When compared with the “gold standard” of self-identified problems in clinic, the CCA performed surprisingly well. Table 3 shows the 2 major problems identified by the interdisciplinary workgroups at each site and that site's “outlier” CCA statements. Outlier CCA statements occurred at 4 of the 5 sites, and corresponded conceptually to at least 1 of the major problems at 3 of the 5 sites (sites 1, 4, and 5). For instance, the 2 major problems identified at site 1 were: tension about an electronic medical record that the administration had just adopted and the faculty disliked, and significant productivity demands on faculty impacting the teaching mission. The only outlier CCA statements at this site were Use a computer to check the patient record, where administration were high-enthusiasm outliers and faculty were low-enthusiasm outliers; and Senior doctor around to answer questions or review student doctor's work (a composite of 2 separate CCA statements that tended to perform identically), where patients were high-enthusiasm outliers (perhaps perceiving a greater need for resident supervision?) and residents and faculty were low-enthusiasm outliers (perhaps perceiving the faculty overburden?). While the CCA tool performs well at all sites (identifying large between-group preference differences), the value of CCA for detecting problems and guiding interventions is much higher at sites that are performing below expectations (data not shown).
We further examined the intersite CCA performance graphs for each site (Figs 1and and2)2) and found that these frequently did contribute new information toward understanding a known recurrent problem or identifying a new problem. In the figures, a point above the diagonal means that a CCA statement is valued more than average by this group at this site. Below the diagonal means it is valued less. The values marked by (•) indicate the outlier CCA statements summarized in Table 3. The values marked by () indicate other CCA statements that were anomalous (more than 1 SD above or below the mean) but did not polarize at least 2 groups in opposite directions.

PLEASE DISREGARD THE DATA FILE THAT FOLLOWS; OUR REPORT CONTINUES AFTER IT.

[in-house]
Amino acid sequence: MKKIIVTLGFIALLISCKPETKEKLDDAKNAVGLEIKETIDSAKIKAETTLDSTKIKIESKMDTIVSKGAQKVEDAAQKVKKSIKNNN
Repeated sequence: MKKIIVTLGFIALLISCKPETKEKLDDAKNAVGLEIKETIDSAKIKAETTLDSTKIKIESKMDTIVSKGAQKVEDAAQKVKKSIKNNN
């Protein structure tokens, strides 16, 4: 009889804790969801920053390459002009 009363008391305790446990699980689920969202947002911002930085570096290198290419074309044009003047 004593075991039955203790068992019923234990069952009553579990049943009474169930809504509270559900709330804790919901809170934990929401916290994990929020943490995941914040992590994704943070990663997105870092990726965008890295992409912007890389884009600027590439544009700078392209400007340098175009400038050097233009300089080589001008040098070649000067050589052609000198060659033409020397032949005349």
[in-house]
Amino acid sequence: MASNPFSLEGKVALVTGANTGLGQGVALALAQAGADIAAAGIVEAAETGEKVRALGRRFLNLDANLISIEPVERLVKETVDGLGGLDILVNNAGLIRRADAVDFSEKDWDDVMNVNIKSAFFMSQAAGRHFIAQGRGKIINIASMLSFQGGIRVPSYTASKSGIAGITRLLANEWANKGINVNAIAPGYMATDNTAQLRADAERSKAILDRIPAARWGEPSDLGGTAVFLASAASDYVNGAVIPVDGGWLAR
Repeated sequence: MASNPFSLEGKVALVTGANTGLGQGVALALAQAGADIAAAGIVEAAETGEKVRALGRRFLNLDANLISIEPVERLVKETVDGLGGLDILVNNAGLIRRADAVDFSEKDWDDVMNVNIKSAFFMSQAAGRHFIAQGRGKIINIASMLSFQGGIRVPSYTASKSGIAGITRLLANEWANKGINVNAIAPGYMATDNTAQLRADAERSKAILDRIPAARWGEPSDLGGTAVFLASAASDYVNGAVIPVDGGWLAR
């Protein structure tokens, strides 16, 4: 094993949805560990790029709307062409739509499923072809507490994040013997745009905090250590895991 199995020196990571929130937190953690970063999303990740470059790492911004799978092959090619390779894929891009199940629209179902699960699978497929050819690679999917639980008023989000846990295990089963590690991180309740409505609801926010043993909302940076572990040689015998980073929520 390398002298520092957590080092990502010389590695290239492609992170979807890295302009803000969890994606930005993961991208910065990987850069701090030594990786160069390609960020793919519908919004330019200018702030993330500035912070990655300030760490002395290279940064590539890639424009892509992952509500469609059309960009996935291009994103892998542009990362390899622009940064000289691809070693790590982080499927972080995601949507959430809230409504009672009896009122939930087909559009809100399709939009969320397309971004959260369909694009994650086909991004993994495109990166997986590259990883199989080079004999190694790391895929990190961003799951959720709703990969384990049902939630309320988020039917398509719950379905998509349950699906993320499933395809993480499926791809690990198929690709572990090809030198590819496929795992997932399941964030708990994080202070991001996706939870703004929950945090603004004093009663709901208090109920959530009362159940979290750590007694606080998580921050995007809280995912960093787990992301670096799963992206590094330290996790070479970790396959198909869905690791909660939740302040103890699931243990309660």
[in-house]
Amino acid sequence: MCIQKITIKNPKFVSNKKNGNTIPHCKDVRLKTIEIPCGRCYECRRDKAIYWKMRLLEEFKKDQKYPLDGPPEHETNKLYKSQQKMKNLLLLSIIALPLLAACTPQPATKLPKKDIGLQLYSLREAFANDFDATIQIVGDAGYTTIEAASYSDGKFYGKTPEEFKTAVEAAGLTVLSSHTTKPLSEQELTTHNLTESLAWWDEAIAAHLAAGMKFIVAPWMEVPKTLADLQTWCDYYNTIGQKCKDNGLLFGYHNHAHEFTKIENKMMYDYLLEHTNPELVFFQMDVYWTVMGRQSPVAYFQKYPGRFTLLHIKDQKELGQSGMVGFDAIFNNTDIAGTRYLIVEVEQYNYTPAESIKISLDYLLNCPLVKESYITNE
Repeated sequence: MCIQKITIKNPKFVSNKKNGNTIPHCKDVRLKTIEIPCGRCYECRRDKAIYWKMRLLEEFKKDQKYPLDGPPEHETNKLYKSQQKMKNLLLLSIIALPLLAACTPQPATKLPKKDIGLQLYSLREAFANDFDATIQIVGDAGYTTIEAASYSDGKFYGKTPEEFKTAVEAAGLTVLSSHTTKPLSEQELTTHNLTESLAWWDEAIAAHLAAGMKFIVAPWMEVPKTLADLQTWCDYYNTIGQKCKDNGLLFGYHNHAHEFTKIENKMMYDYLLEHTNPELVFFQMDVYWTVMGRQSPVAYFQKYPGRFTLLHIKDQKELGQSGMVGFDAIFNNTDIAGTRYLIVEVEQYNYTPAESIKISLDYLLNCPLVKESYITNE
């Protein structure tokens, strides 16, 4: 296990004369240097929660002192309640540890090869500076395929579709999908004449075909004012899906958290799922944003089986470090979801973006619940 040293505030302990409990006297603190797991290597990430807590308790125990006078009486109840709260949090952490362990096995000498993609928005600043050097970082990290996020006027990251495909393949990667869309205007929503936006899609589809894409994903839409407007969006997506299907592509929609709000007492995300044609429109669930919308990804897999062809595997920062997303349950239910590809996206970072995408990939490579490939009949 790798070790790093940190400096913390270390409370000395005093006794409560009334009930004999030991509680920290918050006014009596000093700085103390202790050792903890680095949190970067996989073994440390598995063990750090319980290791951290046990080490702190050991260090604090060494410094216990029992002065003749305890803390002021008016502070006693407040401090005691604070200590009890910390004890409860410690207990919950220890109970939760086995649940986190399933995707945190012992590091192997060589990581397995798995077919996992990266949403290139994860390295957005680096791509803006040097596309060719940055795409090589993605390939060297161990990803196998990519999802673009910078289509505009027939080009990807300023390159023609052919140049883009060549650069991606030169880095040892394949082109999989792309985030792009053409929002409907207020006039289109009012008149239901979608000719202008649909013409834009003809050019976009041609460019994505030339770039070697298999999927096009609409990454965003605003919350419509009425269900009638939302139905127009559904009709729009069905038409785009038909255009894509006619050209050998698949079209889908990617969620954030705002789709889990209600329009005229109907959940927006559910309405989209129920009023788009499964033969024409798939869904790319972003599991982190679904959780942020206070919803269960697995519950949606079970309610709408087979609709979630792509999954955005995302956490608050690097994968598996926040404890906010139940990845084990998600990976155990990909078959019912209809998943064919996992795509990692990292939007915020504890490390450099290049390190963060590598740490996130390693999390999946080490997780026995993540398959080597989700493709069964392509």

Figure 1 shows the performance of our CCA tool at this site. The outlier CCA statements at this site, (•), were strongly associated with the major problems. The fact that patients were high-enthusiasm outliers for the CCA statement Senior doctors review student doctor's work suggested that faculty overburden may be affecting the quality of resident supervision as perceived by patients. Observations and interviews at this site confirmed this concern. This was new information that triggered administrators to decrease faculty overburden.
In addition, there was 1 other anomalous CCA response. Residents had high enthusiasm outliers for the statement See the patient within 15 minutes of the appointment time (). This unexpected CCA finding led faculty to interview residents about any need for increased efficiency. Several procedural inefficiencies were identified and corrected, and a tension between inpatient and outpatient demands, the magnitude of which was unrecognized, led to decreased resident panel sizes.
There were no CCA outlier statements here (no polarization between at least 2 groups for the same statement, data not shown). However, the anomalous CCA statements at this site are modestly associated with 1 of the site's major problems. The problem “increased productivity demands (partially because of newly adopted open access)” is reflected in the increased enthusiasm seen by faculty, residents, and administrators for the statement Get quick treatment for the pain or sickness the patient is feeling; in the enthusiasm by administrators for the statement Stay on time to see as many patients as possible; and in the lower enthusiasm by faculty for the statement Have senior doctors around to answer questions for student doctors. The lower than average enthusiasm by patients for the statement Have the same doctor for more than 1 year suggests that productivity pressure, although identified as a major problem, did not affect continuity at this site.